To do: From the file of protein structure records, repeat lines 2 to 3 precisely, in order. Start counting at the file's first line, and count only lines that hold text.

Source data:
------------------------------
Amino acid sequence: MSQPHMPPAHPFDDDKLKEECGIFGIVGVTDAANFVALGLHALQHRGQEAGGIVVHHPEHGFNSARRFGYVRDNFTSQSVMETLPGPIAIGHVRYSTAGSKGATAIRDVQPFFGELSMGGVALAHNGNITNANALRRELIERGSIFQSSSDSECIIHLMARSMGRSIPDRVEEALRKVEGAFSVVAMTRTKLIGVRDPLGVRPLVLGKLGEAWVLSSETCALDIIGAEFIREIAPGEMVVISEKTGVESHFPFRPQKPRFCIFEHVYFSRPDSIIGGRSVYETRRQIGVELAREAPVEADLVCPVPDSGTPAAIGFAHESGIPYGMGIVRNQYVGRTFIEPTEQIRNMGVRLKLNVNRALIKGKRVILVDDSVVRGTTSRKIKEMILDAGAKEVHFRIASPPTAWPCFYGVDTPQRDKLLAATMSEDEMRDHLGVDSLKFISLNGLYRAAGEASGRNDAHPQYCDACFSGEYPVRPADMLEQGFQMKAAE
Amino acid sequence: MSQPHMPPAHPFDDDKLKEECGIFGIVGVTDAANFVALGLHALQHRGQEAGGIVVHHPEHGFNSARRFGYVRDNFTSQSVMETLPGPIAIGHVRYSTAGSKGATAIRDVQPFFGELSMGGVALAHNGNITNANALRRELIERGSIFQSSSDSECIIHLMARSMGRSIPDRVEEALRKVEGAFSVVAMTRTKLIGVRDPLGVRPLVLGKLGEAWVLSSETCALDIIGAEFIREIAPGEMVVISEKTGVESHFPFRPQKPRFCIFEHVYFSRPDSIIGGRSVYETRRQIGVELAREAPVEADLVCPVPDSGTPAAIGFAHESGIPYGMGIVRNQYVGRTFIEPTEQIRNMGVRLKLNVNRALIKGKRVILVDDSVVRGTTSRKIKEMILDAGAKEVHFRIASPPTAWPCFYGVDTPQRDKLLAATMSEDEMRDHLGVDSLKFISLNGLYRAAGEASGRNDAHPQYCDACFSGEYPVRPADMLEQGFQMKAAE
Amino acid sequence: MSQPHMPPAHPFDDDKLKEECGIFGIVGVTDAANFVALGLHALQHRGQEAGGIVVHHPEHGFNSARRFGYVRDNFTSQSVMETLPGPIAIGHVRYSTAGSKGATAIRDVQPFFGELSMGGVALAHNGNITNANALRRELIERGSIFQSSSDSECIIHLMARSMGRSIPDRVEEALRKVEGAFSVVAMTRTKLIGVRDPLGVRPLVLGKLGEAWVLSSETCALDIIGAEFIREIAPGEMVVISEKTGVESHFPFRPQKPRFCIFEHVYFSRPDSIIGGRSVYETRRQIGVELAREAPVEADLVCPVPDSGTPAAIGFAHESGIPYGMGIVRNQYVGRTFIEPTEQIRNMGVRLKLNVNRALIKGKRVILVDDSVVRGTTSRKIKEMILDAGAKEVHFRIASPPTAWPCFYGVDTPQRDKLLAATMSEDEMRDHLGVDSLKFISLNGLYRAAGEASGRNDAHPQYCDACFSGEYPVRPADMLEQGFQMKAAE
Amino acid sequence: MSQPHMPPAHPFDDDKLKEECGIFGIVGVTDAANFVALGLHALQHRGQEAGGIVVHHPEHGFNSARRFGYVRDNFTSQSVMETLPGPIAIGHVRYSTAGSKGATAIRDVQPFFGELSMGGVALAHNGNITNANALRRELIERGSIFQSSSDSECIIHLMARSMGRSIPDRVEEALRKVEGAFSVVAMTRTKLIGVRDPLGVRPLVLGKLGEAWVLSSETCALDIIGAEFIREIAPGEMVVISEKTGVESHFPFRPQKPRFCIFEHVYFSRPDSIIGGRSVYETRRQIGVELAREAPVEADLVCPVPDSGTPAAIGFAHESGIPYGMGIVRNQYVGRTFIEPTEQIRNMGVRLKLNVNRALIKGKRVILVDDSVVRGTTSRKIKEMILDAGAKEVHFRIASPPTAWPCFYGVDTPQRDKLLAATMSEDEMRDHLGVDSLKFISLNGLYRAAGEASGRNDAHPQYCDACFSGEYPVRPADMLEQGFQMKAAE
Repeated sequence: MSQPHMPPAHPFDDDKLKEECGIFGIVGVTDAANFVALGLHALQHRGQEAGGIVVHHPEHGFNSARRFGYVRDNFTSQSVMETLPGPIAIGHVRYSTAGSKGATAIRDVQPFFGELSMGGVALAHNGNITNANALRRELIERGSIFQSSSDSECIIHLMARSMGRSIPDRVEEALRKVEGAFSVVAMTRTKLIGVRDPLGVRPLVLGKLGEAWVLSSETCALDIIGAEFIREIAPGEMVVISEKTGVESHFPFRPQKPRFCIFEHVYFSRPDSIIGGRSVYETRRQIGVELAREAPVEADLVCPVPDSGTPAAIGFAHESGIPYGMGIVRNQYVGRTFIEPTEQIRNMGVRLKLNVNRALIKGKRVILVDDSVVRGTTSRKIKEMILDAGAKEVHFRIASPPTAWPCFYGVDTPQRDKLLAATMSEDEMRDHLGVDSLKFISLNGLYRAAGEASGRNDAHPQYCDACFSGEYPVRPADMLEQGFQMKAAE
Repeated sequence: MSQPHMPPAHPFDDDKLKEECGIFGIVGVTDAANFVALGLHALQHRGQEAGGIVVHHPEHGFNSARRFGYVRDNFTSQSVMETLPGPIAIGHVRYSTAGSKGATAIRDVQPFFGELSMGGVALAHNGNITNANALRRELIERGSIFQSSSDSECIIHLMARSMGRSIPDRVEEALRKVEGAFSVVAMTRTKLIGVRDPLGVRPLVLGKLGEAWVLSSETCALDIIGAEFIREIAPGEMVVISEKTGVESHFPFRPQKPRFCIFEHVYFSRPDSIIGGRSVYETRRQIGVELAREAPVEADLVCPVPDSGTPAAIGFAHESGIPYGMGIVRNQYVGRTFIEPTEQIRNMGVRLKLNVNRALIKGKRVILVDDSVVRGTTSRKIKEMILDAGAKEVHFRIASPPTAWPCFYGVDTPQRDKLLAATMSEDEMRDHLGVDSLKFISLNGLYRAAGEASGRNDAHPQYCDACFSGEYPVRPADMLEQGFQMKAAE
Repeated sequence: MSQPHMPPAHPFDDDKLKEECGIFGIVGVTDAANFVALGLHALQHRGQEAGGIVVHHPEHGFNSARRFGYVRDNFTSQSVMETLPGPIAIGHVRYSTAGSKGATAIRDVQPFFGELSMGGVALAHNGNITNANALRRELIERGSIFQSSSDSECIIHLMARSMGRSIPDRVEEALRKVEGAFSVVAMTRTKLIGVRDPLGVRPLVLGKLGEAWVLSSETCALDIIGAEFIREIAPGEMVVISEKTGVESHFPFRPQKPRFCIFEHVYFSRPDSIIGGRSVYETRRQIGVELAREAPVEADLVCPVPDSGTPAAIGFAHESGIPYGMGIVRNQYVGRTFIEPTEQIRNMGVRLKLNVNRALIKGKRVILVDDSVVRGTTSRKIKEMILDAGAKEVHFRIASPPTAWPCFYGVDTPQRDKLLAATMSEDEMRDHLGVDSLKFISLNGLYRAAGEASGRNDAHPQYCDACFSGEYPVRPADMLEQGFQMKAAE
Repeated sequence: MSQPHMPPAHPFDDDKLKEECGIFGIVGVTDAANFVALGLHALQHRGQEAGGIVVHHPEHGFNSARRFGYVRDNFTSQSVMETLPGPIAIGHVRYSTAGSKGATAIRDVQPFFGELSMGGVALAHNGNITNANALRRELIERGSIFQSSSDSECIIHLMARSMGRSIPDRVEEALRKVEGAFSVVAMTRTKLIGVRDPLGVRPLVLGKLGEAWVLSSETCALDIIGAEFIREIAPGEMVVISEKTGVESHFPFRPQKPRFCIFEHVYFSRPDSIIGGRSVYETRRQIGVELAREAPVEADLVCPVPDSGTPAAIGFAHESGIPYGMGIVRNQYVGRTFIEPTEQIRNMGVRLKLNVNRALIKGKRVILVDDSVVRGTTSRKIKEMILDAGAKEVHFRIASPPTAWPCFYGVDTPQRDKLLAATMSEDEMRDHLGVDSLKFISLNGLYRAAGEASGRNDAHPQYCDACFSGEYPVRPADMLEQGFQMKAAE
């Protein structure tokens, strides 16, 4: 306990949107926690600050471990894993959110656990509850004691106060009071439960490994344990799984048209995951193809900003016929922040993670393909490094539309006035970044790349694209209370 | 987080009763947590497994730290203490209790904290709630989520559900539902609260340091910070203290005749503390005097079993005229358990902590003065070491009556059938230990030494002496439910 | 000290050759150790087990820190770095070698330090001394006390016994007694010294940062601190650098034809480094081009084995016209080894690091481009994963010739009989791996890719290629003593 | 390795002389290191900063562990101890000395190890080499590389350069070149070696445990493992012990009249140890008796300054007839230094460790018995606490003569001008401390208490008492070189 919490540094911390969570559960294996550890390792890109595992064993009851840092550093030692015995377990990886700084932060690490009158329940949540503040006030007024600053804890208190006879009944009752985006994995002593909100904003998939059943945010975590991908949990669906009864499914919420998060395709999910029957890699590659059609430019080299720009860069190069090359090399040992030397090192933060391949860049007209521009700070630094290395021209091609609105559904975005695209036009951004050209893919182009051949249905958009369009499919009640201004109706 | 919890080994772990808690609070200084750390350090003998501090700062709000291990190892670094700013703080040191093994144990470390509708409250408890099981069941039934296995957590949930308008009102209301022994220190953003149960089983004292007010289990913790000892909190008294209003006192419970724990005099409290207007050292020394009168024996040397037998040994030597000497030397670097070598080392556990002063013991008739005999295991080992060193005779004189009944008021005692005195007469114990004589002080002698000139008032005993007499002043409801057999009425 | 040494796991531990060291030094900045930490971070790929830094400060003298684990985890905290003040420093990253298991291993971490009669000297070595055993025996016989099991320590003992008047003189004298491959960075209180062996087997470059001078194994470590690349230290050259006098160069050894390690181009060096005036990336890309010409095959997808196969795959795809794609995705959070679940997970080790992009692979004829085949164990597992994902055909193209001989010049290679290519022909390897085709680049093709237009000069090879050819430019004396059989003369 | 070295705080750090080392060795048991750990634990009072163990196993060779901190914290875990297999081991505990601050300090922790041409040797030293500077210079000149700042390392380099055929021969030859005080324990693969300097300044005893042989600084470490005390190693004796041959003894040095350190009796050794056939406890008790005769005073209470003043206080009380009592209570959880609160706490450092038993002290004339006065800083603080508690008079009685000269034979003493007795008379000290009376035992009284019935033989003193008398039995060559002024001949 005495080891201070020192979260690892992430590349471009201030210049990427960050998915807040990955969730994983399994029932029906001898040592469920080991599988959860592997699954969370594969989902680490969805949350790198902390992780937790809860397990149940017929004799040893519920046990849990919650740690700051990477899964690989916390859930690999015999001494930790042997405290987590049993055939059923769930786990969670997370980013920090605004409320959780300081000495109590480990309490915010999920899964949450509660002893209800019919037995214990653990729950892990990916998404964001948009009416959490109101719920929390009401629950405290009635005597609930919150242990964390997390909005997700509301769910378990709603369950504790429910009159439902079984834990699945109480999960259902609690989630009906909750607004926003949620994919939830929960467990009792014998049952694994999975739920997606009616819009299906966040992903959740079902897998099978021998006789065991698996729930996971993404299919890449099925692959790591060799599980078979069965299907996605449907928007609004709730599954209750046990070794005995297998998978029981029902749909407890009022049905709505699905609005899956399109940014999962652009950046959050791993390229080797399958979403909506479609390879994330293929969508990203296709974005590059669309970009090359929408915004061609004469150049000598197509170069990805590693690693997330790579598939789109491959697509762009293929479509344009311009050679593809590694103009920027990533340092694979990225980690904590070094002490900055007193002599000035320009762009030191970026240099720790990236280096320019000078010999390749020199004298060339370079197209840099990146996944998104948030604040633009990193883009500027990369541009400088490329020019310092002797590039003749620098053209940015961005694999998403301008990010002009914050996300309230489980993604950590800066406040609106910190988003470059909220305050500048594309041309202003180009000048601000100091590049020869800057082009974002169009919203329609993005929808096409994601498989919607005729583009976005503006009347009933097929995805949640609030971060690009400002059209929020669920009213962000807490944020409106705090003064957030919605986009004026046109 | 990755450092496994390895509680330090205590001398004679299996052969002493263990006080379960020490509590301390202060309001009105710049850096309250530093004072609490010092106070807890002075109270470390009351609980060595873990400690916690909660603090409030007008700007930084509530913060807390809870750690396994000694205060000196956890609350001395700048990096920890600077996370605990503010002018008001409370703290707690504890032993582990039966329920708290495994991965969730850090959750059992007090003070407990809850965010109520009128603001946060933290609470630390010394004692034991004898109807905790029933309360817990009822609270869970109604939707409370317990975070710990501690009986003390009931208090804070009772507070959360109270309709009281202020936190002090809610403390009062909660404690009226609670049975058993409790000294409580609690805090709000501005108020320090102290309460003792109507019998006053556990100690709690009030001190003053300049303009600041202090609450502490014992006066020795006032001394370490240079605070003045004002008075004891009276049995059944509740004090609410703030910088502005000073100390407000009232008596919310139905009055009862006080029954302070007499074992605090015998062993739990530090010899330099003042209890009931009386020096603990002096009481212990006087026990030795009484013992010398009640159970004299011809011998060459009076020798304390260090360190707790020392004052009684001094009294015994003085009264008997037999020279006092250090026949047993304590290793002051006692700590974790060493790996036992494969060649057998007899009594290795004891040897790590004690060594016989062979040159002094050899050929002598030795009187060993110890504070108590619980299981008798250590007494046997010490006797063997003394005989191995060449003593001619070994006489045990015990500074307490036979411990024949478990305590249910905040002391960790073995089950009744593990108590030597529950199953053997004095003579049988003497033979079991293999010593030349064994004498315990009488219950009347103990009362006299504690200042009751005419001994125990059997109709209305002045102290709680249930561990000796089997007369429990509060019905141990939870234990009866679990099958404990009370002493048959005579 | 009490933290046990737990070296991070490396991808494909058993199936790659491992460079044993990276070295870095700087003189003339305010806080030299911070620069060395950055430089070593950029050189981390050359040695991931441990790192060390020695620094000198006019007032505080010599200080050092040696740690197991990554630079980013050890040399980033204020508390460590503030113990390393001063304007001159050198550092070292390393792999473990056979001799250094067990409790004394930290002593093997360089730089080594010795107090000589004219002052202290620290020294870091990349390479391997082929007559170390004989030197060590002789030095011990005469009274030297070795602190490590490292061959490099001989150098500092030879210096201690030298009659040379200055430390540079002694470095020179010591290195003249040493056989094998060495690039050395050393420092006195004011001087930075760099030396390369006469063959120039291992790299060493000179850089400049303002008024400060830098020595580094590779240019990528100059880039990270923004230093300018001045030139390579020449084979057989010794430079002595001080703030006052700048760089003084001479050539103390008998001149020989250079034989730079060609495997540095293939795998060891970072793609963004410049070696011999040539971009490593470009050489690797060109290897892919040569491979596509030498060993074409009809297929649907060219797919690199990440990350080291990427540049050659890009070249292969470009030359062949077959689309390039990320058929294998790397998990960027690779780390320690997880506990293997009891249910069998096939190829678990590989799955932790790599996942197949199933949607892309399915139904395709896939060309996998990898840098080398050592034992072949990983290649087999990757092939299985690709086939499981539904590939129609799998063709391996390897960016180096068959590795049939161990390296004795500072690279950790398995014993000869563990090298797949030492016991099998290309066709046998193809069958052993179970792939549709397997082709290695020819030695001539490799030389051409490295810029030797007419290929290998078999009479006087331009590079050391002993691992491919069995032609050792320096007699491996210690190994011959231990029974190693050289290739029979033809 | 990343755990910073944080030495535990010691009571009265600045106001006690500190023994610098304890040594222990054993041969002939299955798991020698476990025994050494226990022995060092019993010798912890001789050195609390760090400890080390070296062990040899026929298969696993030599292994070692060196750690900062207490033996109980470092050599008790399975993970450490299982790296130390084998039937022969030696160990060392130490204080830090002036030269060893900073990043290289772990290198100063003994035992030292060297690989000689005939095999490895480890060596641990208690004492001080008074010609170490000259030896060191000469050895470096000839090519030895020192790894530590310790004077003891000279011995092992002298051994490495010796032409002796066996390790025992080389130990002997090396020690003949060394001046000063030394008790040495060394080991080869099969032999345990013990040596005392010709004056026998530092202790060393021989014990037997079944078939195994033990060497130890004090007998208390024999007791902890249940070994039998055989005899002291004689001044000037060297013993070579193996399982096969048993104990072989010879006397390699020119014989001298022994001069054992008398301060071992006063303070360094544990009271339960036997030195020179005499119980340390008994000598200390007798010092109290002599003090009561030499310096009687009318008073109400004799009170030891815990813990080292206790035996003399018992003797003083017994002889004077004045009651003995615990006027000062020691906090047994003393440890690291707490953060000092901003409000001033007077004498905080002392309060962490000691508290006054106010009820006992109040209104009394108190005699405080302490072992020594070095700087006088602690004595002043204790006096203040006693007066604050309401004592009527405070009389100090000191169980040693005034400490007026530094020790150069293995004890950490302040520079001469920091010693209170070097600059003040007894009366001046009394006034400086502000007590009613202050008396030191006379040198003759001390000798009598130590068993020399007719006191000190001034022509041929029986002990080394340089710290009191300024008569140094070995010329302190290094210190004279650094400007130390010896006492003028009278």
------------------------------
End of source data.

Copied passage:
Amino acid sequence: MSQPHMPPAHPFDDDKLKEECGIFGIVGVTDAANFVALGLHALQHRGQEAGGIVVHHPEHGFNSARRFGYVRDNFTSQSVMETLPGPIAIGHVRYSTAGSKGATAIRDVQPFFGELSMGGVALAHNGNITNANALRRELIERGSIFQSSSDSECIIHLMARSMGRSIPDRVEEALRKVEGAFSVVAMTRTKLIGVRDPLGVRPLVLGKLGEAWVLSSETCALDIIGAEFIREIAPGEMVVISEKTGVESHFPFRPQKPRFCIFEHVYFSRPDSIIGGRSVYETRRQIGVELAREAPVEADLVCPVPDSGTPAAIGFAHESGIPYGMGIVRNQYVGRTFIEPTEQIRNMGVRLKLNVNRALIKGKRVILVDDSVVRGTTSRKIKEMILDAGAKEVHFRIASPPTAWPCFYGVDTPQRDKLLAATMSEDEMRDHLGVDSLKFISLNGLYRAAGEASGRNDAHPQYCDACFSGEYPVRPADMLEQGFQMKAAE
Amino acid sequence: MSQPHMPPAHPFDDDKLKEECGIFGIVGVTDAANFVALGLHALQHRGQEAGGIVVHHPEHGFNSARRFGYVRDNFTSQSVMETLPGPIAIGHVRYSTAGSKGATAIRDVQPFFGELSMGGVALAHNGNITNANALRRELIERGSIFQSSSDSECIIHLMARSMGRSIPDRVEEALRKVEGAFSVVAMTRTKLIGVRDPLGVRPLVLGKLGEAWVLSSETCALDIIGAEFIREIAPGEMVVISEKTGVESHFPFRPQKPRFCIFEHVYFSRPDSIIGGRSVYETRRQIGVELAREAPVEADLVCPVPDSGTPAAIGFAHESGIPYGMGIVRNQYVGRTFIEPTEQIRNMGVRLKLNVNRALIKGKRVILVDDSVVRGTTSRKIKEMILDAGAKEVHFRIASPPTAWPCFYGVDTPQRDKLLAATMSEDEMRDHLGVDSLKFISLNGLYRAAGEASGRNDAHPQYCDACFSGEYPVRPADMLEQGFQMKAAE